What: Casa do Caminho is an orphanage located near Rio De Janeiro, Brazil. It seeks to take orphans out of the violent, drug riddle neighborhoods of Rio and educate them in a healthy, rural setting.
How: Organic farming practices, Information Technology, and social assistance are among the many projects where Caminho needs help.
Who is eligible to volunteer: Anyone over 21, with basic Portuguese language skills need only provide a 6-month commitment and a plane ticket to Rio de Janeiro to begin this adventure.
Casa Do Caminho is located in the rainforest outside of the village of Xerem, some 30 miles outside Rio de Janeiro.
It’s a different world than the drugs, violence and crime that most of them faced in the city.
The campus includes three separate dorms for children, teenage boys, and teenage girls, and is a safe and nurturing environment for these young people, many of whom who have undergone physical and sexual abuse and often lack basic social skills.
Staff and volunteers feed, clothe, supervise and educate the children in a variety of ways, as well as maintaining the facility.
This provides a unique opportunity for volunteers, giving them the chance to experience firsthand the true flavors of Brazilian culture.
Casa do Caminho has been in operation for over 20 years. During this time, the orphanage has helped a variety of children and worked on many projects.
In 2006, the orphanage hired Dutch national Bart Bijen to be the new director of the organization.
Volunteers often get discouraged with poorly-run programs. Outright corruption exists throughout many South American NGOs.
Bart has taken on the challenge of making the orphanage economically viable and more accessible to volunteers. Within his first few months, he made the difficult decision to fire over 50% of the paid staff.
But such leadership decisions are paving the way for a bright new future for the children and volunteers.
A Day in the Life…
As Bart says of volunteers, “We select hard and expect them to come and work. They have a chance to really do something.”
Volunteers start with the children at 6 a.m. when they have to be ready for breakfast and school. The children are educated in half-day shifts, giving them time to participate in other activities as well as doing chores.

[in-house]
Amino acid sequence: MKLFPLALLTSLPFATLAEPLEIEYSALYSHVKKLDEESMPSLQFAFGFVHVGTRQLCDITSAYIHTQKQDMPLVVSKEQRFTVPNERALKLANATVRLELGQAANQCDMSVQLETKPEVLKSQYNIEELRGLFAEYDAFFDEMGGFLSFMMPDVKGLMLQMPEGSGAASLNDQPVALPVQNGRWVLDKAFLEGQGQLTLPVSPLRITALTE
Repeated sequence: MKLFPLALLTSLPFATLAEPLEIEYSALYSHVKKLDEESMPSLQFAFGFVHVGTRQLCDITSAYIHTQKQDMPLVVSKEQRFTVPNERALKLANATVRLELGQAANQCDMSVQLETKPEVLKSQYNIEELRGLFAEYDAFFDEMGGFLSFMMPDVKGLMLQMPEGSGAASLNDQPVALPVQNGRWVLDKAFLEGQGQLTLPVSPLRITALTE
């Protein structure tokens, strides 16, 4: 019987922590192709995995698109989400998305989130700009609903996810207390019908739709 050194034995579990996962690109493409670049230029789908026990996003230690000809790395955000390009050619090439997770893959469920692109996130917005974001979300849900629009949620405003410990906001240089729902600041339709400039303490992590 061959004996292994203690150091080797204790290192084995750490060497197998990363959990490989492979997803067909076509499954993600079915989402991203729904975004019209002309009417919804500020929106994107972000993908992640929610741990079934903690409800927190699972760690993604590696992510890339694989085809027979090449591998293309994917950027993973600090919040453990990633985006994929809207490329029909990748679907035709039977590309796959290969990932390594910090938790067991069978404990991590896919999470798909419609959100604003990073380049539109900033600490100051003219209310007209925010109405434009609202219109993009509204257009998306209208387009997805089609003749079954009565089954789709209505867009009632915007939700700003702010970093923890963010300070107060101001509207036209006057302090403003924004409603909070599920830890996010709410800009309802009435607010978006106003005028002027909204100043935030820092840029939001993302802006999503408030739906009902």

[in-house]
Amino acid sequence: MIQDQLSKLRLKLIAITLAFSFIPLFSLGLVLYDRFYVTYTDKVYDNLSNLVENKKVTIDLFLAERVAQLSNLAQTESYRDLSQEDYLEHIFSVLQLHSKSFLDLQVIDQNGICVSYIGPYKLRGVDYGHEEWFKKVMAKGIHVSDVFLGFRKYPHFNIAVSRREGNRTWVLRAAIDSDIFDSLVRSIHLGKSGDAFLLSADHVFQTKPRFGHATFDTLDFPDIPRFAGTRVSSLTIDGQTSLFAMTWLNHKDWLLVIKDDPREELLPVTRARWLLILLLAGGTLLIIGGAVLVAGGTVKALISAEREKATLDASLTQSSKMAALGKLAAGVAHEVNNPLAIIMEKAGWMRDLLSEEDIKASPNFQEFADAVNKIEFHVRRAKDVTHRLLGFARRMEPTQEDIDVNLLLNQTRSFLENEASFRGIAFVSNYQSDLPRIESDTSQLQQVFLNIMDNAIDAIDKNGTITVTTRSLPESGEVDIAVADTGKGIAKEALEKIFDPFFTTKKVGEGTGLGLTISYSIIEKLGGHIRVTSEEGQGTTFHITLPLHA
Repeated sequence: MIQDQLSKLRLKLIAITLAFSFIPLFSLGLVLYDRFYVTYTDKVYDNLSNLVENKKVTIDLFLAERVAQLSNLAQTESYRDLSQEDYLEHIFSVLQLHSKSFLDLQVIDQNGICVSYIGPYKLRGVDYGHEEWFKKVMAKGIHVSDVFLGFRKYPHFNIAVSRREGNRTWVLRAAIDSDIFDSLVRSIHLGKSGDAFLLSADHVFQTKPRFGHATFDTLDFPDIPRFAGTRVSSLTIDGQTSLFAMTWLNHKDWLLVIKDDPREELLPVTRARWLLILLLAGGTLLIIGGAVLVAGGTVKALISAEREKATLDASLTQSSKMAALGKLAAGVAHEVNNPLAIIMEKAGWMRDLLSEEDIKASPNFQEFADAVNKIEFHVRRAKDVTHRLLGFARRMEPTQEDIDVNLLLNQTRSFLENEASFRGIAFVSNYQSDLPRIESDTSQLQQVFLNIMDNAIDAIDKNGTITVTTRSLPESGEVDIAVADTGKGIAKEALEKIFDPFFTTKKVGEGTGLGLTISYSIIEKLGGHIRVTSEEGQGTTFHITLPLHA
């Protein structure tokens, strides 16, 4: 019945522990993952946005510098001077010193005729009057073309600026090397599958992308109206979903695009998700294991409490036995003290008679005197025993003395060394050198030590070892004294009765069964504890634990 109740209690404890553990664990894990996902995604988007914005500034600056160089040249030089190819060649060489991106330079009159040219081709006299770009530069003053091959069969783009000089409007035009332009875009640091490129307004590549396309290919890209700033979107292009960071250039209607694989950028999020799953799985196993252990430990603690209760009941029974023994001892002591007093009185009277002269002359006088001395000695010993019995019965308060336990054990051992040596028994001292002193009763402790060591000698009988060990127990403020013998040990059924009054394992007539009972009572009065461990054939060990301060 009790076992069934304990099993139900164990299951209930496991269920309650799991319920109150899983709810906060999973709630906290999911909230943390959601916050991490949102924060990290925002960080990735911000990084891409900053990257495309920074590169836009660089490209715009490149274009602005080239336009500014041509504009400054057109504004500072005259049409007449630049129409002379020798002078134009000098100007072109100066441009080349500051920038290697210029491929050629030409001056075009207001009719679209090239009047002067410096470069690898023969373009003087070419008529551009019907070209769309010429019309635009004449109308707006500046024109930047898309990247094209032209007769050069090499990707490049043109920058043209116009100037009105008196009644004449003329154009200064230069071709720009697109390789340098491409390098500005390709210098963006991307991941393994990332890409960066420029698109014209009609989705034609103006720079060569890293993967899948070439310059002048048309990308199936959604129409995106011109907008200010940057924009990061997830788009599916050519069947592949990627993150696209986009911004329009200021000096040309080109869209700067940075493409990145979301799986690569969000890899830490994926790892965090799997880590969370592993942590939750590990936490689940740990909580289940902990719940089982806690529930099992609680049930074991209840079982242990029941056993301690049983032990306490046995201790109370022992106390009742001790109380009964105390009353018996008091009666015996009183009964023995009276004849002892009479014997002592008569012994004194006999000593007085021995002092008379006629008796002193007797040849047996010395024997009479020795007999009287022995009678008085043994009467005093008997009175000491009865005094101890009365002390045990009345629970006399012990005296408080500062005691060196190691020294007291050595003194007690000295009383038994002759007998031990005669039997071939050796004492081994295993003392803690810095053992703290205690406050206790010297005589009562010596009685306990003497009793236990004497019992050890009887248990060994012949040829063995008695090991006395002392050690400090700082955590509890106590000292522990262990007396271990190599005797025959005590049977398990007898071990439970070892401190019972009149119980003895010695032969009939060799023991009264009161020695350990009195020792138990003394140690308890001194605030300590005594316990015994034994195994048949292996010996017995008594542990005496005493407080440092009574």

Educators at the orphanage reinforce the learning the children receive at school. Volunteers will also work on one of the orphanages other projects, including the Information and Communication Technology (ICT) project and the organic farm.
In the evenings, children are tasked with chores and hygiene. Once they cleaned up themselves and the facility, there evenings are free to play, watch television, or engage in activities set up by volunteers.
How You Can Help?
All volunteers are welcome. Casa do Caminho is engaged in the difficult task of building a team of idealists—people who want to work towards the betterment of the children.
Interaction with the children and other locals is constant, regardless of the specialty for which you have volunteered. A good grasp of Portuguese fundamentals is a must. Casa do Caminho can often secure immersion courses in nearby Rio De Janeiro for a reasonable cost.
Volunteers must be willing to commit six months to Caminho. There are multiple reasons for this, not the least of which is the relatively time and energy it takes to get a volunteer up to speed.
Typically, the 6 months is arranged through a tourist visa which lasts for 3 months and can be renewed on while you’re there. Volunteer visas are trickier and, if not secured, can preclude one from getting a tourist visa.
Since you are working with children, a basic criminal background check must be obtained. This may seem like a hassle, but bear in mind that there are a lot of less-than-professional organizations out there.
What does Casa Do Caminho offer its volunteers, apart from the warm feeling of helping?
Having secured a new vehicle, the organization offers free pickup and drop-off from the Rio airport.
Bart also semi-jokingly refers to “…a daily injection of rice and beans” that is given to volunteers, but food is provided.
Accommodations are also on the list of benefits, with the volunteers having their own shared building.
And as if food, lodging, and transportation wasn’t enough, volunteers are also offered a rare glimpse of Brazilian culture through Capoeira—a blend of martial arts and dance, particularly to the Rio de Janeiro region.
At the end of the day, volunteering is about a wholehearted desire to give back. These children have come from terrible situations and Casa do Caminho is their savior.
As they strive to provide more services and secure more funding, volunteers are put in a unique position to make a difference. Volunteering for Casa Do Caminho is a heavy commitment, but one that will pay back in a cultural and human experience that no money could ever buy.
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Jacob Bielanski is a freelance journalist based in Wisconsin. His travels have taken him through Western Europe, Central America and Texas.
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